Saege Bistro: Appreciating Nova Scotia’s Terroir

Walking past Saege Bistro constitutes one of the favourite parts of my day. Going to work, I always check out the fresh-cut flowers on the tables by the window. On my way home, I always stop to read the daily special board, which is always met with a reaction of “Ooooh…” much to the amusement of other pedestrians.

Saege is also home to some of my favourite food people in Halifax. Like he did back in November when I visited the Scanway catering kitchen, Geir Simensen sat down with me at Saege to talk about our mutual favourite thing: good food.

I was introduced to Geir’s approach to local food as part of the overall Scanway food philosophy. Geir wants his guests to have a quintessentially Nova Scotian experience, where their time in the restaurant lets them savour the full range of excellent Nova Scotian food. He wants diners to come to appreciate our terroir – our complimentary flavour palate across food and wine.

Geir also wants diners to enjoy the pleasure of simple, beautifully-prepared meals that use fewer ingredients and focus on the flavours. This focus on simplicity, plus the cozy atmosphere of the Saege dining room meant I was in for a special treat.

On this particular occasion, I recruited an eating-partner-in-crime. Not only did I have great company to partake in joking around with the fun and friendly servers, but I got to sample twice as many menu items. After much deliberation and several rounds of questions with our infinitely patient server, Mark, we finally settled on our dinner.

As our starters were being prepared, we enjoyed some lovely fresh herbed bread and an amuse-bouche featuring a seared scallop with caramelized onion and asparagus, served with a balsamic vinegar reduction. The crisp asparagus inside – yes, inside – of the tender scallop was a delicious surprise.

I started with the evening’s featured soup – roasted garlic and parmesan, topped with chive oil. I’m a huge fan of garlic soup, frequently subjecting guests in my own home to a lesser version of what Saege offered up. It was creamy and pleasantly garlicky, not overpowering or remotely vampire-strength, and took the edge off of the wintry evening. It paired beautifully with the Jost Vineyards L’Acadie Blanc/Pinot Grigio Mark suggested to accompany my meal.

For what it’s worth – if you are inclined to follow my grandfather’s health tips – I felt my immune system tangibly improving as I scraped the last remained drops of the soup from the bowl. I also took advantage of my friend’s gracious offer of one of her tasty, crunchy spring rolls, which I gobbled up with a healthy dip in the nutty sauce accompanying them.

As a South Shore-raised scallop-a-holic, I had the seared Digby scallops presented on top of a sweet, smoky layer of Oulton’s bacon, tomatoes, spinach, and for an extra tasty treat, butternut squash and pumpkin purée. It was heavenly, each mouthful a combination of pleasant, well-balanced flavours.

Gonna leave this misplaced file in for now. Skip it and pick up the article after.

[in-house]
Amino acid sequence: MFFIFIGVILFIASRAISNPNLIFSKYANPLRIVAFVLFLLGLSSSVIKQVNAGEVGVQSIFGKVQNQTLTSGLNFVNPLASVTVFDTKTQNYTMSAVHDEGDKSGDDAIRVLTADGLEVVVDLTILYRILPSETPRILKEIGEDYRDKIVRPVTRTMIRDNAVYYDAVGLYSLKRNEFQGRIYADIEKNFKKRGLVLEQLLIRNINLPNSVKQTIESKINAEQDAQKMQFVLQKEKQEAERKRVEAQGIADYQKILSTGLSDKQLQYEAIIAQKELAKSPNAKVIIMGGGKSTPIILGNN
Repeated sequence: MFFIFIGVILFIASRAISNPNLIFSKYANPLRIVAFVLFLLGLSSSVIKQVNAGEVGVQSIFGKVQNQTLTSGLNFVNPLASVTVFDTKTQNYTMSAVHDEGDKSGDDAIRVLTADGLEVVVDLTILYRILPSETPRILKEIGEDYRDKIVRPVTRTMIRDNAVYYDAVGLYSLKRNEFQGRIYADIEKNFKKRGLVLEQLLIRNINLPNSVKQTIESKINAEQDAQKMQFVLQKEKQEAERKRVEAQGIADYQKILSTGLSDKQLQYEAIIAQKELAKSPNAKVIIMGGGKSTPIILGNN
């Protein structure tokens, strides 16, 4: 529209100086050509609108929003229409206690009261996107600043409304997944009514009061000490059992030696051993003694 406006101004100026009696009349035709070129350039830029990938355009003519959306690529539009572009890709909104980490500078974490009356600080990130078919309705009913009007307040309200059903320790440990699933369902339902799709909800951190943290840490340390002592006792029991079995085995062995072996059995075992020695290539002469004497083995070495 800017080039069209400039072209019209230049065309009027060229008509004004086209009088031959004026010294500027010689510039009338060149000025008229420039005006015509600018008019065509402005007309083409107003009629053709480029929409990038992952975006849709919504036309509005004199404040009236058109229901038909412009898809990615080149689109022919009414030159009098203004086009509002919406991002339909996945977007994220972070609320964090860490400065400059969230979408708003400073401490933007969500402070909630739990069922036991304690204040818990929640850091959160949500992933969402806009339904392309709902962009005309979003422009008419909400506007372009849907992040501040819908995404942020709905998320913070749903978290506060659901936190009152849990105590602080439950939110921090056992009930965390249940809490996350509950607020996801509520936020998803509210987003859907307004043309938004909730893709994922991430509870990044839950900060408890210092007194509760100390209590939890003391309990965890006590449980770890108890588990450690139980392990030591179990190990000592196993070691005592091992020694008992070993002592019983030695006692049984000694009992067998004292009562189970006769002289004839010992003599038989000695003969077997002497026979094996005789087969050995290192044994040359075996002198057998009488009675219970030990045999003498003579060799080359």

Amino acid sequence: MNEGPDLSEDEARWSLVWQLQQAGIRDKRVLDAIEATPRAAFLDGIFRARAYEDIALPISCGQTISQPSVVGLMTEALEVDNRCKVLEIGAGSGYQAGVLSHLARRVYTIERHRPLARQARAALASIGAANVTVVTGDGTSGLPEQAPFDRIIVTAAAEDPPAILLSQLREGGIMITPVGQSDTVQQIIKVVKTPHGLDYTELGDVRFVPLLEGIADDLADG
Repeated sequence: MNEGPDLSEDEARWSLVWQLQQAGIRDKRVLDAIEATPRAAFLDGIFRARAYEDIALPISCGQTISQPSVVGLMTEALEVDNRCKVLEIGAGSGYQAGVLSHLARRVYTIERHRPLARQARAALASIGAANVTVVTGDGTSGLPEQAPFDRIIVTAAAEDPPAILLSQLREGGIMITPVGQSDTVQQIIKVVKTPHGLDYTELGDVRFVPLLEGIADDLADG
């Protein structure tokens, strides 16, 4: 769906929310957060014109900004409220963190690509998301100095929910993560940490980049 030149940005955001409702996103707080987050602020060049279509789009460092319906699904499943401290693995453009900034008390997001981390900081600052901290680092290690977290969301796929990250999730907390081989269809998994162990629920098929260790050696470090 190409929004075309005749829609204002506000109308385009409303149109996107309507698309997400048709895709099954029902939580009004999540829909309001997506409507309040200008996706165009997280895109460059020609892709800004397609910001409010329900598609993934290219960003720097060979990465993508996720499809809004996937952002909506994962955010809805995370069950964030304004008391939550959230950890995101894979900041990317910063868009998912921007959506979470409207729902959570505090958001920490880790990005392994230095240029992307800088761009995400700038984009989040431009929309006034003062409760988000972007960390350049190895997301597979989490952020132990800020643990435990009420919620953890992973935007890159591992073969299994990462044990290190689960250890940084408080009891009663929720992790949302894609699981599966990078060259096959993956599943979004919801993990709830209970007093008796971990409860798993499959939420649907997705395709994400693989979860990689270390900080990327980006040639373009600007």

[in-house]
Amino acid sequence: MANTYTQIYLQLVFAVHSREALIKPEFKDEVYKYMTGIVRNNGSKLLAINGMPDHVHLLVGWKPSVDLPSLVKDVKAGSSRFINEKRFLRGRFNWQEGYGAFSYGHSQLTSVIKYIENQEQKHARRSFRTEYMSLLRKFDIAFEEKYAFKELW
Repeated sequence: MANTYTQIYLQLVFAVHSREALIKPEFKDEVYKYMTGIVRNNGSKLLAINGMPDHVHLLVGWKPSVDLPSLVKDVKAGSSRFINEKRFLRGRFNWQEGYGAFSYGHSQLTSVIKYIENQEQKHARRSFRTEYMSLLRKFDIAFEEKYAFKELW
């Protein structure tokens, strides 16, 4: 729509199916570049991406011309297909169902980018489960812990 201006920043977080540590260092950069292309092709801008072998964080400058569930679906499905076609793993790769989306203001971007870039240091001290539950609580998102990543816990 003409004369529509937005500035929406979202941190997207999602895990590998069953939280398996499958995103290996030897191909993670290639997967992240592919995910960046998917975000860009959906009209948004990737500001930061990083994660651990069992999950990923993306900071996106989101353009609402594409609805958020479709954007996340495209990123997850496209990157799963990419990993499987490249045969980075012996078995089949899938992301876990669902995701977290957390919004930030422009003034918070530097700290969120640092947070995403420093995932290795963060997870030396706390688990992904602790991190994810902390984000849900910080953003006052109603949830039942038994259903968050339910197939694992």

Though I barely had a fraction of spare space left in my stomach, I managed to save some room for a taste of my friend’s lobster ravioli. The firm pasta held little pockets of rich, tasty lobster in a creamy sauce with hints of lemon, dill, and a little parmesan.

We were almost ready to roll out of the place, even though I was strongly tempted by the presence of Scanway’s famous Princess Marte cake on the menu, but instead, I was presented with one of my new favourite Halifax things: a Lost Mexican.

For those of us that don’t go South in the winter, the Lost Mexican is a little bit of southern sunshine in a Halifax glass: muddled lime and tequila, topped up with our very own Propeller Ginger Beer. The ginger was hot and sharp with a hint of laid-back fun from the tequila. It will be as perfect on a summer day as it is sitting by the fire counting the minutes until the first day of spring.  As an extra treat, we had a couple of Unni’s famous Florentines, which were the perfect end to another great meal at Saege.

There is no doubt that I’ll return to Saege soon – in fact, one of the things I’m determined to do before the end of the month is return for the $10 pizza and pasta special on Wednesday nights. The idea came from Geir’s experience during his apprenticeship on the West Coast. Finer dining establishments offer a discounted menu, one night a week, to give new patrons a taste of what the wider menu offers.

Saege has embraced that idea wholeheartedly by offering fresh takes on their regular pizza and pasta menu items, but in unique combinations that are only offered on Wednesdays. A dining adventure for new patrons and an opportunity for a weekly surprise for regulars!

Like I said, I’ll be back to Saege soon for pizza and pasta, and maybe to do a little more … research… about the Lost Mexican.

One Response to Saege Bistro: Appreciating Nova Scotia’s Terroir

  1. Michael Lei says:

    Very nice write up Krista!  Saege Bistro is one of my very favourite restaurants.  I’ll definitely try the Lost Mexican!

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